Saturday, 25 May 2024

Local firefighters aid in Southern California firefighting

LAKE COUNTY – A strike team of local firefighters is in Southern California assisting with the efforts to fight wildfires that have claimed hundreds of homes and burned tens of thousands of acres.

Five engines – one each from Lake County Fire Protection, Kelseyville Fire, Northshore Fire, Anderson Valley and Hopland – left on Sunday, said Lake County Fire Protection Battalion Chief Willie Sapeta.

The group included three firefighters per engine, said Sapeta.

Chief Jim Robbins of Northshore Fire said his district sent two battalion chiefs, Jamie Crabtree and Pat Brown, to serve as strike team leaders.

Capt. Dave Bosserman of Kelseyville Fire said their three firefighters got the call to go at 3:30 a.m. Sunday. They took with them a type-three fire engine, which he described as a four-wheel-drive truck with a pump system on it, which is good for wildland firefighting.

Sapeta said his firefighters pulled out at 7:15 a.m. Sunday.

The firefighters got to their destination in Southern California last night at about 10 p.m., said Robbins.

Robbins said they were assigned to the nearly 29,000-acre Freeway Complex, which Cal Fire reports includes the Freeway and Landfill fires. Nearly 3,700 firefighters are currently assigned to that complex.

The fires started in Riverside County and are now burning through rugged terrain in Orange County. Cal Fire says the complex is 40-percent contained.

The local strike team was assigned to a 24-hour rotation to work the fires, said Robbins. Sapeta added that the firefighters were due to be on the fireline first thing Monday.

“They were going with five other strike teams to the head of the fire,” said Robbins. “They know the Lake County boys can put the fire out.”

He spoke with firefighters Monday morning after their briefing. Brown told him about the eerie experience of driving down Highway 71, the Chino Valley Freeway, and finding its eight lanes barricaded and empty of all but fire traffic.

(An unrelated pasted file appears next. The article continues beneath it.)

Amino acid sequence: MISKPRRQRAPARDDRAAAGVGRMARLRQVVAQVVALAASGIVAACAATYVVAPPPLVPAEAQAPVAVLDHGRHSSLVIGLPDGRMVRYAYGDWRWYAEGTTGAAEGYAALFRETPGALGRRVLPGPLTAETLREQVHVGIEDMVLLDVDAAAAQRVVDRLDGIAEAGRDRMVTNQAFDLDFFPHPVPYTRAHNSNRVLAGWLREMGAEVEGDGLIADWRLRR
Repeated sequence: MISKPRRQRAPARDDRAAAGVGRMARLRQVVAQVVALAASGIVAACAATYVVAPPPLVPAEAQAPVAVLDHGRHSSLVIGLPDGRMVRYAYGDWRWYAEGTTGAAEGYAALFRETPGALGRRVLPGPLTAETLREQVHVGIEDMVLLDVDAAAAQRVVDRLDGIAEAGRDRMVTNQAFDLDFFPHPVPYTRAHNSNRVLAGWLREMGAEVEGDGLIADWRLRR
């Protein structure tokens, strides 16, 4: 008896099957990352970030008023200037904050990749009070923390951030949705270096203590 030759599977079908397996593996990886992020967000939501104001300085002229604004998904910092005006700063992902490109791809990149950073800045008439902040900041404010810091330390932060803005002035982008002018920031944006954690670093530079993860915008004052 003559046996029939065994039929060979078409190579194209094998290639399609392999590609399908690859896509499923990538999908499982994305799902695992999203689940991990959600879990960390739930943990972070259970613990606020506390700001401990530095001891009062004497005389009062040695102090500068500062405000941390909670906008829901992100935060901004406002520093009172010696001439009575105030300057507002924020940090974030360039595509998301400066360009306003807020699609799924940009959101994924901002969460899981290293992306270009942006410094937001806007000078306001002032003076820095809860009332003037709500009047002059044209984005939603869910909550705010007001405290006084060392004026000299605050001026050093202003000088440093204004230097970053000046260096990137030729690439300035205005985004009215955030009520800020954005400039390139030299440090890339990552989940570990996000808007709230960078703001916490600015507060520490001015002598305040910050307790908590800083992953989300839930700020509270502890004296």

Over the weekend Gov. Arnold Schwarzenegger proclaimed a state of emergency in Orange, Riverside and Los Angeles counties due to a devastating series of wildland fires that have hit the area beginning Nov. 14. Santa Ana winds have assisted in fueling and moving the fires, according to officials.

A day earlier, Santa Barbara County was hit with the Tea Fire, now at 95-percent containment, with an estimated 210 homes destroyed, Cal Fire reported.

Sapeta said they have no idea how long the local firefighters will be needed in Southern California, although they have a seven-day minimum and 14-day maximum commitment period, after which they'll be switched out if more help is needed.

Local firefighters have ventured out of the county to offer assistance on fires in other regions several times this year, said Sapeta.

In May, a strike team was sent to the Summit Fire burning in the Santa Cruz Mountains, then the Humboldt Fire in Butte County and the Mendocino Lightning Complex in June, and to Santa Clara County in July. Local fire districts sent nine ambulances to Colusa County in October when a bus crash occurred, killing several people.

Lake County has received its fair share of help this year. Cal Fire, the US Forest Services and fire agencies from around the state converged in Lake County in June to fight the 14,500 Walker Fire east of Clearlake Oaks and the 8,652-acre Soda Complex burned from June to July in the Mendocino National Forest.

While it was very busy in the beginning of the fire season, until recently it had quieted down, said Sapeta.

Sapeta said there have been some years where local strike teams have been called out during the winter months of January and February in response to Southern California wildfires fueled by those devastating Santa Ana winds, which can make a fire deadly at any time of year.

E-mail Elizabeth Larson at This email address is being protected from spambots. You need JavaScript enabled to view it..


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